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.38 Special Wild-Eyed Southern Boys 1980s A&M Records award

Regular price $695

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.38 Special Wild-Eyed Southern Boys A&M Records label "gold" album award. The fourth studio album from .38 Special, it was released on Jan. 3, 1981. While this is not a RIAA award, the album was in fact certified Gold for 500,000 copies sold by the RIAA in June 1981 and, by 1982, Platinum for one million sold. The album produced the classic rock hit "Hold On Loosely". "Fantasy Girl" also garnered airplay. The album reached #18 on Billboard Top 200 Album chart and #23 in Canada.

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Item Highlights:

  • A&M Records label "gold" 500,000 sold album award
  • In VG condition 
  • Award dates from 1981
  • Presented to A&M Records label staff
  • Letter of provenance included
  • Award measures approx. 17.5" x 21.5"
  • Great collector's item for fan of .38 Special
  • FREE insured shipping to continental U.S.
  • International shipping available

Detailed Item Description: This is a A&M Records label award that would have been manufactured around 1981 making it about 44 years old. It is presented to Dana Morris, who was at the time an A&M Records promotion executive. A notarized letter of provenance from the recipient is included with this award (see image).

The award is in VG condition with all original components. It has some typical mars and scratches on the frame but is generally in VG condition otherwise. It has its' original Dejay Products manufacturer sticker on its' backing paper.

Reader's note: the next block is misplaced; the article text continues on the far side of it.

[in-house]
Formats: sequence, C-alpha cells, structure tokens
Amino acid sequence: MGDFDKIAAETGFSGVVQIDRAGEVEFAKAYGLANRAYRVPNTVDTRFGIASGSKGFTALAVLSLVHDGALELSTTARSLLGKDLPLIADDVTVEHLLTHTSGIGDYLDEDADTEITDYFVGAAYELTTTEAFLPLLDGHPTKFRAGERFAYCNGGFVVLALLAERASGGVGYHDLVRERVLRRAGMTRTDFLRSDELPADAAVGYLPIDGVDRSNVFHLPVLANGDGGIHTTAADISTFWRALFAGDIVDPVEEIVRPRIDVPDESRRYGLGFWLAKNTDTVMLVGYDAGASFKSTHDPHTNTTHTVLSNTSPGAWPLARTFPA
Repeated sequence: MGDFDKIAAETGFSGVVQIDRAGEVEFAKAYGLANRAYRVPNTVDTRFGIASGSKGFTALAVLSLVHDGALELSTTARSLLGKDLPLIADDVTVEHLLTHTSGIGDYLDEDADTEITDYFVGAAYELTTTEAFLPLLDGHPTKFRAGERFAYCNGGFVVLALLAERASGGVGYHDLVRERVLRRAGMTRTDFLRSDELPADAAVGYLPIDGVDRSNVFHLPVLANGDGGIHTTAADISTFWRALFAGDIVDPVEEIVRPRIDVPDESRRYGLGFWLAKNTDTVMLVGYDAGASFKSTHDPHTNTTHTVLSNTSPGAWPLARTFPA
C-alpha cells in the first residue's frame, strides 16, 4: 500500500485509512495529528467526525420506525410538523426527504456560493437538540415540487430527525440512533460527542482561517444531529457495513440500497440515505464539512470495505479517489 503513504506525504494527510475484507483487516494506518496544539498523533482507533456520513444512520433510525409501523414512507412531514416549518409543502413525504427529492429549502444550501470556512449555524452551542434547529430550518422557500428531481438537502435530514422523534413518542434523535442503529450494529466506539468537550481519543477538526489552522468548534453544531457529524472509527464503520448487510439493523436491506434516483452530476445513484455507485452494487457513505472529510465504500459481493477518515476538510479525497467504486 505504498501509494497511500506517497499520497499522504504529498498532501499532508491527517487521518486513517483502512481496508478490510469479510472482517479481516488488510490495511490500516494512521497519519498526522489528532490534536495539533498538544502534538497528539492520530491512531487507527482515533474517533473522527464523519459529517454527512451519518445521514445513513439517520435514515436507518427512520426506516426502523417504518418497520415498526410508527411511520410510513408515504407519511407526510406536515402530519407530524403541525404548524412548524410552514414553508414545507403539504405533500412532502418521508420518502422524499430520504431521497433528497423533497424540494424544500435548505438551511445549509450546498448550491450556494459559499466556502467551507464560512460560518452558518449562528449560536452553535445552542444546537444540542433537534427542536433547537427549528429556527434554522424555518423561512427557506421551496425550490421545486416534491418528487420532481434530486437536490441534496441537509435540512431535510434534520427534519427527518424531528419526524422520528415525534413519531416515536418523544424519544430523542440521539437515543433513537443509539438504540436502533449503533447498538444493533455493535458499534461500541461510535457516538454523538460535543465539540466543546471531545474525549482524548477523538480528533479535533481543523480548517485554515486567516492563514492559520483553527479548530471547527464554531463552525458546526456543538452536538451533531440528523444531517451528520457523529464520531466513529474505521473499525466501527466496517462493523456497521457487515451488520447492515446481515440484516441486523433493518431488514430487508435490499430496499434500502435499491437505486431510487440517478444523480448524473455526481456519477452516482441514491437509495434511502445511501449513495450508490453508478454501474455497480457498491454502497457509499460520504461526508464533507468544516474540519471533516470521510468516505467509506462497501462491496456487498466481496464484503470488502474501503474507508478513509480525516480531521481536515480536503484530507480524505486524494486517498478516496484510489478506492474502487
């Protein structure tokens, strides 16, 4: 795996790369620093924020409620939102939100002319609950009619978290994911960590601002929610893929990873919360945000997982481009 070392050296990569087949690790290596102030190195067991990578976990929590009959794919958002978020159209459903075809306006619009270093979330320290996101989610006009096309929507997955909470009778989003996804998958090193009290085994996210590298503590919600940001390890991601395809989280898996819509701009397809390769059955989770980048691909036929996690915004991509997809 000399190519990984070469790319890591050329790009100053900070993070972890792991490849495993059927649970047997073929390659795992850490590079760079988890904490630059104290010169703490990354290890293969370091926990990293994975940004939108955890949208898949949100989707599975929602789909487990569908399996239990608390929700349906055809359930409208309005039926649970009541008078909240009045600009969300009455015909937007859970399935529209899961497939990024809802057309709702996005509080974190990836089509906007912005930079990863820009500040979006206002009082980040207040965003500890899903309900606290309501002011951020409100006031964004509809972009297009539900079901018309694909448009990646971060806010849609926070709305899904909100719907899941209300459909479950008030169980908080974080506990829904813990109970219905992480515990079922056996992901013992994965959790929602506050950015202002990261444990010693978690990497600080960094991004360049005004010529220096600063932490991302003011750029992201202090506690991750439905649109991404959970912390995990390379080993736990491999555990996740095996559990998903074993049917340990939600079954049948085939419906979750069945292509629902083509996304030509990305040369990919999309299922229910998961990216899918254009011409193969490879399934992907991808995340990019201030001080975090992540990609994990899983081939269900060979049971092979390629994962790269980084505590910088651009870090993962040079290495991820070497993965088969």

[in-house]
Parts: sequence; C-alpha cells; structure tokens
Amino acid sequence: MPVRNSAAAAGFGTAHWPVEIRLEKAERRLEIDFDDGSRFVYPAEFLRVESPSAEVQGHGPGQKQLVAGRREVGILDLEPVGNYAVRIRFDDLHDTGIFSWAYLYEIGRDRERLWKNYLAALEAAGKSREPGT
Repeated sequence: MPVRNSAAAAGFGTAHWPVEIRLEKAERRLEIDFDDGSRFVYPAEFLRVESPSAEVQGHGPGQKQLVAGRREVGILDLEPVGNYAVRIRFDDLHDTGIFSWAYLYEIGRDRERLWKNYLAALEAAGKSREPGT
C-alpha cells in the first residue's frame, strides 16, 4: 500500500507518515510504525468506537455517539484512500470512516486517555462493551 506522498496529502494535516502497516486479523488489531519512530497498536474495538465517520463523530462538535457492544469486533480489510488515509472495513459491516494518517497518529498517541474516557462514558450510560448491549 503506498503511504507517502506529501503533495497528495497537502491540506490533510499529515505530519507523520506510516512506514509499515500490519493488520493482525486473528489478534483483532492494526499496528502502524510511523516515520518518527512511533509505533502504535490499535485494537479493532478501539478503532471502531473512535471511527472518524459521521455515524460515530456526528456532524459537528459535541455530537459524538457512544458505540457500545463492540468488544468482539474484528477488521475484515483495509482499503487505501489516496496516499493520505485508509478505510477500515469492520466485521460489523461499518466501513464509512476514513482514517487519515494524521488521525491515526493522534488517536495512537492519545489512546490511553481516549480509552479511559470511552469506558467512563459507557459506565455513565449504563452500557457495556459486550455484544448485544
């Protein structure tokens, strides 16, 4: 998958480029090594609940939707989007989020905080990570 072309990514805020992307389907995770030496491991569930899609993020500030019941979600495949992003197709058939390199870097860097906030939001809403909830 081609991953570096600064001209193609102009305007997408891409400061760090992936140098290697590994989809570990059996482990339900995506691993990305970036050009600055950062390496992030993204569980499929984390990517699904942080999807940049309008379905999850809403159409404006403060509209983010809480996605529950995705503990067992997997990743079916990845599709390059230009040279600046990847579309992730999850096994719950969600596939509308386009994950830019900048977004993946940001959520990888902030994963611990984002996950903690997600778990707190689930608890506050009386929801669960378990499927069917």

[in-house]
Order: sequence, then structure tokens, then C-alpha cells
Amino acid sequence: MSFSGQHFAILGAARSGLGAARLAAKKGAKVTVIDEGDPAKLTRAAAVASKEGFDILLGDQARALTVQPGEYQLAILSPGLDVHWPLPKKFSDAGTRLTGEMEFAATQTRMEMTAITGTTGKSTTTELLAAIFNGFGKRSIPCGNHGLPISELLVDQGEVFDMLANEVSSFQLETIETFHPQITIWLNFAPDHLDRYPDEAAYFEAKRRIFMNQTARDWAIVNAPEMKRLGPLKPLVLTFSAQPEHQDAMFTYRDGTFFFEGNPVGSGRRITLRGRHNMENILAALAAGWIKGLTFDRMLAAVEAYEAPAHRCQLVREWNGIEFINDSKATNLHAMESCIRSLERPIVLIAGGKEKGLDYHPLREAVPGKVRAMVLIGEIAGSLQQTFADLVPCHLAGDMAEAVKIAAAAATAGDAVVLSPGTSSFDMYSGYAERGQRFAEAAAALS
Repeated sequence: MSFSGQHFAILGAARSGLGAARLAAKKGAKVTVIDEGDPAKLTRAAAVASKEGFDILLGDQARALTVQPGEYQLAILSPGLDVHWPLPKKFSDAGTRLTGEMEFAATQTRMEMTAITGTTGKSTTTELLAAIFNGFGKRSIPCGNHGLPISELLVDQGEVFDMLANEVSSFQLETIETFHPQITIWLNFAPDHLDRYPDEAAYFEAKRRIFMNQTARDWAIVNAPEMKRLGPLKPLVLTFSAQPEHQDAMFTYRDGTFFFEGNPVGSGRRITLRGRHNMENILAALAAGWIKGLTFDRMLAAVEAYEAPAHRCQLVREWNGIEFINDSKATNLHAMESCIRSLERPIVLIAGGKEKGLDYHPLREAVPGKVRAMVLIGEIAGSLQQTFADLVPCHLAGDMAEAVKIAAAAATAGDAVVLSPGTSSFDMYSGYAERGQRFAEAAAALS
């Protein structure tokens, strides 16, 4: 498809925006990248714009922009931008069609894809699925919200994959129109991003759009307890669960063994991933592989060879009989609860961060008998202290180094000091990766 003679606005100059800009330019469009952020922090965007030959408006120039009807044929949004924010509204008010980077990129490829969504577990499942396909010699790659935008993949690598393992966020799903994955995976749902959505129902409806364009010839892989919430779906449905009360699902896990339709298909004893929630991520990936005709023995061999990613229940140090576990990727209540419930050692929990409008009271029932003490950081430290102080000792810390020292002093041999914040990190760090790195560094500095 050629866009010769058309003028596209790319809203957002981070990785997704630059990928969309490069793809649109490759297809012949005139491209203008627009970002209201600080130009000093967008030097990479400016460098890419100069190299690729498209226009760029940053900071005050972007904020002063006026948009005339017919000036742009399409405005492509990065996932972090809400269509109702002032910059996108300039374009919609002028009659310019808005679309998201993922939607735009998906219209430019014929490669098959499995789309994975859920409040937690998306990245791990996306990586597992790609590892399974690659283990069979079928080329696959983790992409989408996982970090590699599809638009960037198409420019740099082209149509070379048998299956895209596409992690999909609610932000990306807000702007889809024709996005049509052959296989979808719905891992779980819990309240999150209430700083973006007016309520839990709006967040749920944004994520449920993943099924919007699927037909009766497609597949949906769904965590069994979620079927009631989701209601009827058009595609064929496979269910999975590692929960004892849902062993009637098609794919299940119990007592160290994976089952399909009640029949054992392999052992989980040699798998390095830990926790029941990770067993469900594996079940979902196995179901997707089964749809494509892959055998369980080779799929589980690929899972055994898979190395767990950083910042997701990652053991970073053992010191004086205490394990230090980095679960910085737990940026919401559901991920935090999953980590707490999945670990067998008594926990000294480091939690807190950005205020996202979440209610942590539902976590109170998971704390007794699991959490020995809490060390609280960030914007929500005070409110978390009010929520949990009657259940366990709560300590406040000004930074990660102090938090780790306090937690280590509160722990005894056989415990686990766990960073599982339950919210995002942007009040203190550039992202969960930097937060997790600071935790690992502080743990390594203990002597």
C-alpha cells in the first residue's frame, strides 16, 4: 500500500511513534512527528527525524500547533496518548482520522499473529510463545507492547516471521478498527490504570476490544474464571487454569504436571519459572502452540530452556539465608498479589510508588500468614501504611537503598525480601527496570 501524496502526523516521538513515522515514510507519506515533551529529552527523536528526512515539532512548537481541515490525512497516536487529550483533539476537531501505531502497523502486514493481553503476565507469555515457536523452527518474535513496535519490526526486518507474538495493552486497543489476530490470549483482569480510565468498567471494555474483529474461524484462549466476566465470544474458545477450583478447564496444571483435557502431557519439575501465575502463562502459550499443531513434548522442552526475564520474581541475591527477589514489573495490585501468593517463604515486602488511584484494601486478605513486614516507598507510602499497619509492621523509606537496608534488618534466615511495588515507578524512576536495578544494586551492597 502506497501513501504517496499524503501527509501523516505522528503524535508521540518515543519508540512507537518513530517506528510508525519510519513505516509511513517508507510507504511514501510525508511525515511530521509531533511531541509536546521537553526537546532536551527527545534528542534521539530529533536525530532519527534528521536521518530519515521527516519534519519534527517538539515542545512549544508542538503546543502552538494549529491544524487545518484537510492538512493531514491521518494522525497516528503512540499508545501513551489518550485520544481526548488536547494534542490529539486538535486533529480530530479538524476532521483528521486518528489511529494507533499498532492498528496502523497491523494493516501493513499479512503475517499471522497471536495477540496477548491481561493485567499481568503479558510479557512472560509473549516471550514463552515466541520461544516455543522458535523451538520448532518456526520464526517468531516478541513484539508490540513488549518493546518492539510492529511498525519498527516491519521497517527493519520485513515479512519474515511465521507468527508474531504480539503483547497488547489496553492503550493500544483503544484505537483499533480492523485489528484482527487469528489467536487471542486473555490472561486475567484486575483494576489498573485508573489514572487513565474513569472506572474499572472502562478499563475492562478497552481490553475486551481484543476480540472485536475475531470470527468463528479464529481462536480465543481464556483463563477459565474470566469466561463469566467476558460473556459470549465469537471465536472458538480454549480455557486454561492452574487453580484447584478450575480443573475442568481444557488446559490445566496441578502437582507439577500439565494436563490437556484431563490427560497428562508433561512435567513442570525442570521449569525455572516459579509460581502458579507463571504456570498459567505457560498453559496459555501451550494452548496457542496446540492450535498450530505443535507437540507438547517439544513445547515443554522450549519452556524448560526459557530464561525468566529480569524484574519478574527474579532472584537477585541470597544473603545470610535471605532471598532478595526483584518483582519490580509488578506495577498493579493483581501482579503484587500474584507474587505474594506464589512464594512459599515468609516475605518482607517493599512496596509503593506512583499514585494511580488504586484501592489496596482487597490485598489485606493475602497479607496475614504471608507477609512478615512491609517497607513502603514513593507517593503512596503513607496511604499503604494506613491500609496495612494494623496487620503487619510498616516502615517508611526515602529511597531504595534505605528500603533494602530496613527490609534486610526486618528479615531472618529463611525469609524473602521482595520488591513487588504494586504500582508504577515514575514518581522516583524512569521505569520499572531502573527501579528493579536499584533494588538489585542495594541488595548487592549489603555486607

Interested in knowing more about RIAA and other record awards and what makes them great to add to your collection? Subscribe to our free bi-weekly newsletter and get our MusicGoldmine RIAA and Record Award Guide free plus a 15% discount code here.

Notes on the condition of all vintage RIAA awards like this one: Please do not buy this item if you want a brand new piece of memorabilia. These are historical artifacts from the year they were produced. As a result they may show signs of wear. Frankly, if you see a 20 to 50-year-old award purported to be in 100% perfect condition, it might be too good to be true. After all, an antique should have "good' wear. If not, you might want to question the piece.

As to where they came from, they could have been displayed in record label offices, recording studios, artist manager's offices, radio stations, private collector's homes and yes, of course, possibly the artist's or songwriter's home. Typically, we don't know all the places they may have been over the years other than what we've stated in the description.

Finally, a word on photos: Our photos are zoomable so you can get a very good look. Do let us know if you want photos of any other details on our pieces and we'll be happy to provide.

*RIAA sales data source:

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